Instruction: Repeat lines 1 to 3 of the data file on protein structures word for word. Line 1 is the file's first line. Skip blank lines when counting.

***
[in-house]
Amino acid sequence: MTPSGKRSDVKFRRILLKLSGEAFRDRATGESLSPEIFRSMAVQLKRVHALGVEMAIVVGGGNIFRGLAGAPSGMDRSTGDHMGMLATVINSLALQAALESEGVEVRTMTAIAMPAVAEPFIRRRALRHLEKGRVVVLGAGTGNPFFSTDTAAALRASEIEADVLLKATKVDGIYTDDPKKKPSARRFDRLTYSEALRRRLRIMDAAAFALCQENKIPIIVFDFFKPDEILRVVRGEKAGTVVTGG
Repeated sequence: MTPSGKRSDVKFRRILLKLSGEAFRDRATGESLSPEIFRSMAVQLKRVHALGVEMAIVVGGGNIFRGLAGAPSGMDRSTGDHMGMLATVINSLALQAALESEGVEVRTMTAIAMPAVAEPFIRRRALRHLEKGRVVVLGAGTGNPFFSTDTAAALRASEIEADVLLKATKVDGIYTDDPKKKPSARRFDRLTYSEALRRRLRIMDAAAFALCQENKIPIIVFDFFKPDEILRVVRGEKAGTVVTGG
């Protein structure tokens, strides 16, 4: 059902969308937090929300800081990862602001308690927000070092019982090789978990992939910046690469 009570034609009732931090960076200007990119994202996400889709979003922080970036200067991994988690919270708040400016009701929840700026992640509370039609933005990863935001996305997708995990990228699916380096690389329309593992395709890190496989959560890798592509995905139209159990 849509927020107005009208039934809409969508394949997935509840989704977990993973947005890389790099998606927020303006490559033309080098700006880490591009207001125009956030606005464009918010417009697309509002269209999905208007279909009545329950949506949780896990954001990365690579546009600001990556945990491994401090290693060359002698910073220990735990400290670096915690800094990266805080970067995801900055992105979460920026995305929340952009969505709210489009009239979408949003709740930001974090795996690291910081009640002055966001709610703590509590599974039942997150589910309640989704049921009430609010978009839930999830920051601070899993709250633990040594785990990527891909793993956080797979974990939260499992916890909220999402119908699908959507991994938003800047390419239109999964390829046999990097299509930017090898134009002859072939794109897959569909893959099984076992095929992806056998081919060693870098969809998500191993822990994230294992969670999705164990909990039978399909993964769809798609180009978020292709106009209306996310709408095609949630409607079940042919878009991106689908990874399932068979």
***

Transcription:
[in-house]
Amino acid sequence: MTPSGKRSDVKFRRILLKLSGEAFRDRATGESLSPEIFRSMAVQLKRVHALGVEMAIVVGGGNIFRGLAGAPSGMDRSTGDHMGMLATVINSLALQAALESEGVEVRTMTAIAMPAVAEPFIRRRALRHLEKGRVVVLGAGTGNPFFSTDTAAALRASEIEADVLLKATKVDGIYTDDPKKKPSARRFDRLTYSEALRRRLRIMDAAAFALCQENKIPIIVFDFFKPDEILRVVRGEKAGTVVTGG
Repeated sequence: MTPSGKRSDVKFRRILLKLSGEAFRDRATGESLSPEIFRSMAVQLKRVHALGVEMAIVVGGGNIFRGLAGAPSGMDRSTGDHMGMLATVINSLALQAALESEGVEVRTMTAIAMPAVAEPFIRRRALRHLEKGRVVVLGAGTGNPFFSTDTAAALRASEIEADVLLKATKVDGIYTDDPKKKPSARRFDRLTYSEALRRRLRIMDAAAFALCQENKIPIIVFDFFKPDEILRVVRGEKAGTVVTGG